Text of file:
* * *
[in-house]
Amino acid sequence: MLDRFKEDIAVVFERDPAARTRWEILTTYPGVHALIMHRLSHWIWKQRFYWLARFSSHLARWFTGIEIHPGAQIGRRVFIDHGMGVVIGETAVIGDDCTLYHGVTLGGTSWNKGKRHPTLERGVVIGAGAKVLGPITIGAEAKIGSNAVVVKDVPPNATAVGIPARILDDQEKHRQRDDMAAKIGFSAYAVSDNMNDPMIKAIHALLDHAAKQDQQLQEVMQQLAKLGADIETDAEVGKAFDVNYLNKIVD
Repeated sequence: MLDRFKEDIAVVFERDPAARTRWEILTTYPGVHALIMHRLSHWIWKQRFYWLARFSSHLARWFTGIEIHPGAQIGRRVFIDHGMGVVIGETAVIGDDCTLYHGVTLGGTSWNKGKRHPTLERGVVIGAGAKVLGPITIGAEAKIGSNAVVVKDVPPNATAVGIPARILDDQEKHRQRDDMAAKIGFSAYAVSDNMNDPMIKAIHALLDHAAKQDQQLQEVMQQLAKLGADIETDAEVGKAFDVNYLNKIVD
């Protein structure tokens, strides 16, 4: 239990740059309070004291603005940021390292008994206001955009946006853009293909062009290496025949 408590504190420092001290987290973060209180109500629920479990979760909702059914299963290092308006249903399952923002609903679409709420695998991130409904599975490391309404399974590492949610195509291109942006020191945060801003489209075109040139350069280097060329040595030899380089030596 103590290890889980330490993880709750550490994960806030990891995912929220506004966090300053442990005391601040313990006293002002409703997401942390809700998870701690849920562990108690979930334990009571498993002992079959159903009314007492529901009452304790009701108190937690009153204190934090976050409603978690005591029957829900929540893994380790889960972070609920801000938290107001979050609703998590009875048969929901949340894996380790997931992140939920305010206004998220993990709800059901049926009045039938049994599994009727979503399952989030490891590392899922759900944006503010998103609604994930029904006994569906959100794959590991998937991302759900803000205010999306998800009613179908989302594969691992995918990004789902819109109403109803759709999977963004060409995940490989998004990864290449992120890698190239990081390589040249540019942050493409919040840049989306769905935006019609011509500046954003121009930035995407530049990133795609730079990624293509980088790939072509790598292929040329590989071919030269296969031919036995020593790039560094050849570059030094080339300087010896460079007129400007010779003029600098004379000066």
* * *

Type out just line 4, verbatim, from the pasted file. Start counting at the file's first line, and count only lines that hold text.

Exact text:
């Protein structure tokens, strides 16, 4: 239990740059309070004291603005940021390292008994206001955009946006853009293909062009290496025949 408590504190420092001290987290973060209180109500629920479990979760909702059914299963290092308006249903399952923002609903679409709420695998991130409904599975490391309404399974590492949610195509291109942006020191945060801003489209075109040139350069280097060329040595030899380089030596 103590290890889980330490993880709750550490994960806030990891995912929220506004966090300053442990005391601040313990006293002002409703997401942390809700998870701690849920562990108690979930334990009571498993002992079959159903009314007492529901009452304790009701108190937690009153204190934090976050409603978690005591029957829900929540893994380790889960972070609920801000938290107001979050609703998590009875048969929901949340894996380790997931992140939920305010206004998220993990709800059901049926009045039938049994599994009727979503399952989030490891590392899922759900944006503010998103609604994930029904006994569906959100794959590991998937991302759900803000205010999306998800009613179908989302594969691992995918990004789902819109109403109803759709999977963004060409995940490989998004990864290449992120890698190239990081390589040249540019942050493409919040840049989306769905935006019609011509500046954003121009930035995407530049990133795609730079990624293509980088790939072509790598292929040329590989071919030269296969031919036995020593790039560094050849570059030094080339300087010896460079007129400007010779003029600098004379000066």